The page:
The third and final reason that my shop at Coles takes so long is that they never seem able to get the price right. It doesn’t seem to matter how carefully I check, I almost always get to the register and discover that something is twice the price I thought it would be. Yes, I am one of those annoying people who will query it, and yes it irritates me that they make me stand there like a criminal while Garry runs down to check the price. The queue of shoppers glaring at me as they are forced to wait longer because there aren’t enough checkouts open, the 16 year old check out chick looking down her nose as if to say ‘Are you happy now, you’re going to save $2?’ When Garry eventually returns he might say, ‘Yeah, it was wrong, give it to her at the lower price’, to which I have to say, ‘It scanned up wrong, I’m actually entitled to get it free’. Begrudgingly, 16 year old will call her manager to get approval. Or Garry might return looking smug saying, ‘It was in the wrong spot’ or ‘You must have read it wrong’, like it’s all my fault. Well it’s not my fault you have a useless shelving system that it unclear and that things are so often in the wrong place.
Some of you may not remember this, but back in the good old days the price was placed on the product with a pricing gun. When shoppers got to the register they would wait as each price was individually typed into a cash register that would add up the total. This was a time consuming and costly process at both ends. When stock went on shelves it had to be individually priced, and at the register manually entered. When barcodes were introduced in Australia in the early 1980s they were hailed as the greatest thing since sliced bread. Customers wouldn’t have to wait as long, it was a fantastic new system. Consumer groups weren’t convinced and as a result the Australian Scanning Code of Practice was imposed. This still states that, if an item scans up higher than the price displayed at the shelf, the customer is entitled to receive that item free. Unfortunately, many of us have forgotten this, or perhaps we are just too busy to argue because supermarkets have made it so difficult and unpleasant an experience to stand our ground. I do argue the case, however, on principle. Because they might only be ripping me off by $2, but the frequency with which it happens to me, multiplied by millions of transactions equals quite a tidy profit on Coles’ part.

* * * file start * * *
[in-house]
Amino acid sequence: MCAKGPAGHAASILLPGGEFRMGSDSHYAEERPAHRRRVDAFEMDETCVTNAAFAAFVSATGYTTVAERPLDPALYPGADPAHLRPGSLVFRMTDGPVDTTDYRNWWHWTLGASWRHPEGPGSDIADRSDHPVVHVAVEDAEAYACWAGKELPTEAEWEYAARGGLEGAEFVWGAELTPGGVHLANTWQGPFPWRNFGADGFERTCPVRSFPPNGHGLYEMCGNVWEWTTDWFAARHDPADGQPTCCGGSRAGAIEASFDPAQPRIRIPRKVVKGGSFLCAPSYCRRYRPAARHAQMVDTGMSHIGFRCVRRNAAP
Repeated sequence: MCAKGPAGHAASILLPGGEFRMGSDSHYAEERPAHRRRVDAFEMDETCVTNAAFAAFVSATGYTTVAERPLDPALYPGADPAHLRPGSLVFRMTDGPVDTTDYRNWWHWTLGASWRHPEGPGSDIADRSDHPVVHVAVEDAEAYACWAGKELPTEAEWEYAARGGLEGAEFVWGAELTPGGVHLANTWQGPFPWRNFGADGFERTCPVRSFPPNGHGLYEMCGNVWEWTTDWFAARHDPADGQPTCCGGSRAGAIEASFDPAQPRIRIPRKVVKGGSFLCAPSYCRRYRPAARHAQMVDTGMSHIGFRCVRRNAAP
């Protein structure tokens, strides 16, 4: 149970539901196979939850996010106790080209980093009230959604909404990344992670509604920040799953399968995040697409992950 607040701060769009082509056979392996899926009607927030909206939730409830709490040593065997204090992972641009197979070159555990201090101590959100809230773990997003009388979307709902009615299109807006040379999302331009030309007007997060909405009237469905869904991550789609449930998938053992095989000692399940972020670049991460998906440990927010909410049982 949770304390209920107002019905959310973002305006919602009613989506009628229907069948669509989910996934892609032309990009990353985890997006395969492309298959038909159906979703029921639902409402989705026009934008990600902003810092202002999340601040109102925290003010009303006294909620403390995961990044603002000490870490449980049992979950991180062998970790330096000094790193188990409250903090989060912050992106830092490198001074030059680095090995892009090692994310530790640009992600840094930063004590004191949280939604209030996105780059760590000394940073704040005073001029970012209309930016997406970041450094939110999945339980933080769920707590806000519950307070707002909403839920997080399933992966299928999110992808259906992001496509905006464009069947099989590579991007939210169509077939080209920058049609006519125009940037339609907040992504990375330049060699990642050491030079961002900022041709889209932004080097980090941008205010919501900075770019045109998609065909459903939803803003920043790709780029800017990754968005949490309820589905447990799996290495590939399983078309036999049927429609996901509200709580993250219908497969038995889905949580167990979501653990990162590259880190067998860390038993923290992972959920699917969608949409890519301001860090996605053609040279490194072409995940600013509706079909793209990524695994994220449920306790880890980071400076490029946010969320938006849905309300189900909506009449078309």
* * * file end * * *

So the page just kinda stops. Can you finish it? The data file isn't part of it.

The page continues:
I got so sick of this scenario, which was a common one, that one day I decided that I just couldn’t bring myself to shop at Coles any longer. So I resolved to quit and I couldn’t be happier. Now you may think, come on, that’s hardly fair, at least give them your feedback and allow them to make amends. Well, I did on at least three occasions, in writing, and numerous times in person. I had one pro forma response that essentially told me thanks for your feedback, we don’t really care. My other feedback letters, despite, requesting a response, received no acknowledgement. So I think I’ve been pretty fair, and pretty forgiving and pretty stupid to keep taking their unsatisfactory customer service, their cheap marking tricks and their appalling ads. I’m so dissatisfied that my only option has been to stop shopping there.
So I traded Coles in for Aldi or local specialty shops, some food companies that deliver such as Aussie Farmers, Hello Fresh and Lite n Easy. And on the rare occasions I still find that I really have to do a shop at Coles (because just like the ‘I Quit Sugar’ diet I discovered it’s impossible to give up Coles completely) I make sure I have a list, I know exactly what I want, I only buy what’s on the list and then I get the hell out of there. It’s been a long process. At first I found it difficult to trade in the shiny, plethora of options offered by Coles, but I realised that I wasn’t gaining anything, only losing. I was being beaten over the head by ‘Buy 2 for $5’, ‘Save 30 cents’. Buy 5, buy 10, buy more stuff! When all I wanted was to buy the things I need. I didn’t want to buy things that I didn’t need and would rot in my fridge. I also didn’t want to pay a fortune, because, yes, Coles has gotten mighty expensive of late.
So, I Quit, at least, now I’ve gone from shopping at Coles 2-3 times a week, to less than once a month. When I shop there I probably only spend around $50 per shop, whereas before I was spending usually at least $100 per shop. I’m also saving money. Not just because I’ve traded in over-priced, over-promoted Coles for local, fresh, specialist, but also because now I just buy what I need, not 20 because they are on special. I quit Coles, and you can too.